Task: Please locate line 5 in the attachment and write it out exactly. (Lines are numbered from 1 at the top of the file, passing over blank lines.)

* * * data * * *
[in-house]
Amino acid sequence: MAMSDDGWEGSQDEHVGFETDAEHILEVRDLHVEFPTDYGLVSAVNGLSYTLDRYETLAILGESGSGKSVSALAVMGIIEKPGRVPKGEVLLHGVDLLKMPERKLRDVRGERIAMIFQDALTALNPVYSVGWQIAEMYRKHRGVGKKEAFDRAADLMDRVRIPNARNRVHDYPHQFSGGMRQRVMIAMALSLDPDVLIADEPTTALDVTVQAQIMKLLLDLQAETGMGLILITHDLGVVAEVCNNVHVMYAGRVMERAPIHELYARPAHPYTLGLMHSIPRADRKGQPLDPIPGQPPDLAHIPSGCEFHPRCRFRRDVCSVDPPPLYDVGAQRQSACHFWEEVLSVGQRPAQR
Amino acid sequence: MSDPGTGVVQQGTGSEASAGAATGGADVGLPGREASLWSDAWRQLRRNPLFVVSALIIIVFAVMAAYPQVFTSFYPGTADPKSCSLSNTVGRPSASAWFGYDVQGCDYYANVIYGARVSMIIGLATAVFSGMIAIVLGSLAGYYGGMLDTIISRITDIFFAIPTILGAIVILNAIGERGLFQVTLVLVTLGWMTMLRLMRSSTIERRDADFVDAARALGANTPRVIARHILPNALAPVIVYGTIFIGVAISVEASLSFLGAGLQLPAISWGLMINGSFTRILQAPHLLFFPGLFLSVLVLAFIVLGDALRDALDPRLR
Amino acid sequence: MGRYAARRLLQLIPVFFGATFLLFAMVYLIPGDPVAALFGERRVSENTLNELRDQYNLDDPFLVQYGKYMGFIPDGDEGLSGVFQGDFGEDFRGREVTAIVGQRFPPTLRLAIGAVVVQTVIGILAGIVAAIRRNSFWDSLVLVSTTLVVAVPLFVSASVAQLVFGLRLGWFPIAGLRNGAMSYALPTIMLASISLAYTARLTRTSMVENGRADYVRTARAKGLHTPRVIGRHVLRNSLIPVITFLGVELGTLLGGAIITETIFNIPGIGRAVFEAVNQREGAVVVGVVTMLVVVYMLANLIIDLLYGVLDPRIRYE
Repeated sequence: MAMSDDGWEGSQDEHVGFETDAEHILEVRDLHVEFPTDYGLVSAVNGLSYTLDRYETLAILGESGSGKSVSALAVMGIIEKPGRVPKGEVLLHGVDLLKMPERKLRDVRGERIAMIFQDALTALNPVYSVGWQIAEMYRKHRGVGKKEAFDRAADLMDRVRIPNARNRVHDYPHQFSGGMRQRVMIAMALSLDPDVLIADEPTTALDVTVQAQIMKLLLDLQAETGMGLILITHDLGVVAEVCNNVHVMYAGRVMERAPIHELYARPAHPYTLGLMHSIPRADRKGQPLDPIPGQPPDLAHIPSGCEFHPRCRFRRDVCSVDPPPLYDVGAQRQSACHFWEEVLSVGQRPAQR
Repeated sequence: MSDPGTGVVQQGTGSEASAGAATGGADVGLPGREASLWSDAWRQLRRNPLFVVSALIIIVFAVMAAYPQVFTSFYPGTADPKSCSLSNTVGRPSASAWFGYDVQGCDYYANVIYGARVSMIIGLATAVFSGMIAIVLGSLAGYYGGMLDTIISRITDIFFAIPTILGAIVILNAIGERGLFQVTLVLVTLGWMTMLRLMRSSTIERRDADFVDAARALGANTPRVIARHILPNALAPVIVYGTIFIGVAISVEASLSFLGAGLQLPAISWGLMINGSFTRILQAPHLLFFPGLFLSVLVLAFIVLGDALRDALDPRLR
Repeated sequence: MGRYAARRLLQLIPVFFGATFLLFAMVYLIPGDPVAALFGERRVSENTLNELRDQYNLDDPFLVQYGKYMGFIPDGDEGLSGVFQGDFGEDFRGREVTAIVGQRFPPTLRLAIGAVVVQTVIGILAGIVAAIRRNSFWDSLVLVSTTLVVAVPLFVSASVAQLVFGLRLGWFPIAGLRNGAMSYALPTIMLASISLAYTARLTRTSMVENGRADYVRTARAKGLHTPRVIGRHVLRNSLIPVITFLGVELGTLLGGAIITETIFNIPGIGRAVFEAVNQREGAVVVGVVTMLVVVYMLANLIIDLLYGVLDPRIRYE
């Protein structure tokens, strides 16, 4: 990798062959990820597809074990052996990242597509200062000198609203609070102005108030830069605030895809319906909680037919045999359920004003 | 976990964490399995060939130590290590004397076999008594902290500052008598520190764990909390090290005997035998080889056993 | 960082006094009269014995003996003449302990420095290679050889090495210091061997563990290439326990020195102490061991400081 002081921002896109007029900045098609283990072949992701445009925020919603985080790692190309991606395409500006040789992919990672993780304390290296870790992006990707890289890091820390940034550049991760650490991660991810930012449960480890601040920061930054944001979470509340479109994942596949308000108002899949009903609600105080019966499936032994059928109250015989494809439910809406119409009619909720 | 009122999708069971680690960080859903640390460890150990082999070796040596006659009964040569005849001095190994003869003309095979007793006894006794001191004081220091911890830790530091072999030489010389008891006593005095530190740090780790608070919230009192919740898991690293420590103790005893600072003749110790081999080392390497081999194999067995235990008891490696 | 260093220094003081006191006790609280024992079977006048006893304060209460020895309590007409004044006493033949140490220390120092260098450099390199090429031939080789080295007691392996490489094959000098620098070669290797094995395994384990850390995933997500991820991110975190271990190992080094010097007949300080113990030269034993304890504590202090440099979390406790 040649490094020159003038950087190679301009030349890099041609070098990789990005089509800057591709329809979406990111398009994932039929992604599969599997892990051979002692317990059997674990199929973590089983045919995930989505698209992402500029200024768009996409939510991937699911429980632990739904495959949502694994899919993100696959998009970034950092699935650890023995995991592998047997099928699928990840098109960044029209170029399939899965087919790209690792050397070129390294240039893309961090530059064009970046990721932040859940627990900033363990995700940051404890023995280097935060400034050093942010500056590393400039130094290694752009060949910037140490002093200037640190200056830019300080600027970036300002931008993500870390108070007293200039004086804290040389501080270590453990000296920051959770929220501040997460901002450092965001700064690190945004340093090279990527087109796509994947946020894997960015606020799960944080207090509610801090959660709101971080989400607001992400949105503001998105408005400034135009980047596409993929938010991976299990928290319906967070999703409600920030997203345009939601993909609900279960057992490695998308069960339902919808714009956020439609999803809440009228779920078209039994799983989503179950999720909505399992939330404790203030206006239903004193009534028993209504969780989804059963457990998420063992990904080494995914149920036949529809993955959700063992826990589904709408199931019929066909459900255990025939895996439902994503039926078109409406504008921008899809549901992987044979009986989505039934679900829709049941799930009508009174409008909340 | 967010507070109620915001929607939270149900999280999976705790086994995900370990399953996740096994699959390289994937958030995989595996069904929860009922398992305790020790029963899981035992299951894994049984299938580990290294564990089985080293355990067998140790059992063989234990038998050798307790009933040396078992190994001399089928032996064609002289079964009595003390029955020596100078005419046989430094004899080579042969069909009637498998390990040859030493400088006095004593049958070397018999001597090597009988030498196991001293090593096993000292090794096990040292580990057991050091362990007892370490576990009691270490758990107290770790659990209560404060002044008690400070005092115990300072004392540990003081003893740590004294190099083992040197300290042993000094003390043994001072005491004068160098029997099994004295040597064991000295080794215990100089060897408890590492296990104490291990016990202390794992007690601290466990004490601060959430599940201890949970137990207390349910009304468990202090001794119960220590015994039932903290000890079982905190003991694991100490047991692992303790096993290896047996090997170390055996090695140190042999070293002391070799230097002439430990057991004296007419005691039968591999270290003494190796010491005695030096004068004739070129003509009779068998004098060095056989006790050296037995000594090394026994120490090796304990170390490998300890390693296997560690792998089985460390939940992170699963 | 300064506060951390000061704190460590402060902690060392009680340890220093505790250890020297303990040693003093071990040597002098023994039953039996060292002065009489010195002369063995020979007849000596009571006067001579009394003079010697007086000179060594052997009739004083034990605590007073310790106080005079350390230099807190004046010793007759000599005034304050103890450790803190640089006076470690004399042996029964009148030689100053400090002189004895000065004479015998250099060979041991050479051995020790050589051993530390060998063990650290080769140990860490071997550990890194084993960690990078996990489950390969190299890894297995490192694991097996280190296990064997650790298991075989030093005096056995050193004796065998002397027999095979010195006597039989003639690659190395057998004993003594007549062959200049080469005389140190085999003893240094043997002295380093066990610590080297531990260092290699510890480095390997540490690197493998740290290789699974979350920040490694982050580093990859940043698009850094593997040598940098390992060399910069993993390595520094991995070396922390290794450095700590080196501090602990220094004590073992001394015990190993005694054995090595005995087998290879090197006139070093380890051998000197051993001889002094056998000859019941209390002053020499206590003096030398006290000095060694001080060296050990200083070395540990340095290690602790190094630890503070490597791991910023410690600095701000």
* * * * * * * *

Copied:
Repeated sequence: MAMSDDGWEGSQDEHVGFETDAEHILEVRDLHVEFPTDYGLVSAVNGLSYTLDRYETLAILGESGSGKSVSALAVMGIIEKPGRVPKGEVLLHGVDLLKMPERKLRDVRGERIAMIFQDALTALNPVYSVGWQIAEMYRKHRGVGKKEAFDRAADLMDRVRIPNARNRVHDYPHQFSGGMRQRVMIAMALSLDPDVLIADEPTTALDVTVQAQIMKLLLDLQAETGMGLILITHDLGVVAEVCNNVHVMYAGRVMERAPIHELYARPAHPYTLGLMHSIPRADRKGQPLDPIPGQPPDLAHIPSGCEFHPRCRFRRDVCSVDPPPLYDVGAQRQSACHFWEEVLSVGQRPAQR